Spice it up in the Kitchen to boost your endocannabinoid system
Every great chef knows the secret to seriously delicious food is the unique combination of fresh herbs and spices. Here's 3 simple flavoring tips that will make you an all star in the kitchen.
How well do you know your spice rack? What kinds of herbs do you normally cook with? Did you know that these little herbs can be highly beneficial for your body? It’s time to get back basics in the kitchen and invoke the spirits of grandmothers and great-grandmothers who would spend hours cultivating herbs in the garden and making those fantastic meals from scratch that would fill the house with unforgettable aromas and fill our mouths with rich flavors.
Do you love the fresh smell of basil from a simmering sauce? The sound of fresh black pepper cracked over a vibrant salad? The taste of spicy herbs in a curry or molé sauce? Did you know that these herbs and spices don’t just stimulate our senses but are also enormously beneficial for our body? Herbs can stimulate our senses due to their terpenes – phytocompounds responsible for aroma and taste.
From the research being done on cannabis, we are learning how the cannabis plant is a source of many terpenes with medicinal properties. For cannabis-users, this is an added bonus to the effects of cannabinoids, like CBD. For non-cannabis users, the good news is that we can still get the benefits of these terpenes from other sources. These herbs and spices can impact our endocannabinoid system – a cellular system in our bodies that works to keep homeostasis, or regulate many functions including the flow of neurotransmitters, inflammatory responses, metabolism etc. When this system functions optimally, our body is better supported in its ability to heal itself.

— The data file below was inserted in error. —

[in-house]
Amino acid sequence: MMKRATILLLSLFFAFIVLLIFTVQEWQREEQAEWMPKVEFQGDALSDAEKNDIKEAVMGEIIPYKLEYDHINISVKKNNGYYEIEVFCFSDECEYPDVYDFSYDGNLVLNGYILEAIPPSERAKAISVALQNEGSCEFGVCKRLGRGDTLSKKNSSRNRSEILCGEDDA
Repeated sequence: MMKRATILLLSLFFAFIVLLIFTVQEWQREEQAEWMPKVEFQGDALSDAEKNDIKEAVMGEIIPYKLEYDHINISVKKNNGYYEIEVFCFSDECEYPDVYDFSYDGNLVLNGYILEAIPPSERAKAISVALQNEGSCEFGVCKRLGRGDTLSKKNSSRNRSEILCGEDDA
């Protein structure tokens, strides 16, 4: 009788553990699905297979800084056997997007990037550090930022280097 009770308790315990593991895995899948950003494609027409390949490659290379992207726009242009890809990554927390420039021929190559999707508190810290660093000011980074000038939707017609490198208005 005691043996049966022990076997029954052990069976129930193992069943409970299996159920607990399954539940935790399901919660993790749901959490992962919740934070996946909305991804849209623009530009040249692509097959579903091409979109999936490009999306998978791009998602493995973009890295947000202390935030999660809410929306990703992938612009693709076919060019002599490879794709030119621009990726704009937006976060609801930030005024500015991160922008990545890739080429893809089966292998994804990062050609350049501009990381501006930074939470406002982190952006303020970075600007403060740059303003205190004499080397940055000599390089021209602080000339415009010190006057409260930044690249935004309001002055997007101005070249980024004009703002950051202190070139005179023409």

One of the most abundant terpenes in cannabis is beta-caryophyllene (BCP). When you think of BCP, think of the spicy flavor black pepper; BCP is responsible for this. Besides black pepper, BCP is found in spices and plants including cannabis, cloves, hops, copaiba, rosemary, oregano, thyme, and Ceylon cinnamon. BCP has the ability to bind to cellular receptors in the endocannabinoid system, specifically CB2 receptors that are primarily found in the immune system and peripheral organs. BCP assists in modulating pain responses and inflammation. .
Spice Tip 1:
Keep your spices fresh and use often. Crack fresh black pepper over your food when possible. Use fresh oregano, thyme, and rosemary when possible.
Curcumin, the primary ingredient in turmeric, is also known for its anti-inflammatory and antioxidant properties. The interaction of curcumin with CB1 receptors of the endocannabinoid system – primarily found in the brain and central nervous system – has been shown to contribute to the antidepressant qualities of this complex spice.
Spice Tip 2:
If you love Indian food like I do, mix it into your weekly meal plan. Other great options are turmeric-containing supplements and hot golden milk.
Nutmeg, a warm spice, is often used in holiday cooking and baking. While this spice doesn’t directly bind to receptors of the endocannabinoid system, in inhibits the breakdown of endocannabinoids, counterparts to phytocannabinoids from the cannabis plant. Our bodies naturally produce endocannabinoids – lipid “messengers” – that bind to the cellular receptors of the endocannabinoid system to assist in its battle to keep homeostasis. Nutmeg helps to keep these endocannabinoids around a little longer to help ease negative sensations in the body such as pain and anxiety.
Spice Tip 3:
Add small amounts of nutmeg to your dishes or sprinkle a little on a latte. Buy this is small quantities if buying already ground. It is most powerful when it hasn’t lost its aroma.
Stir up the aroma when you cook! Fill your kitchen with warm flavors! It will keep you healthy in body and mind.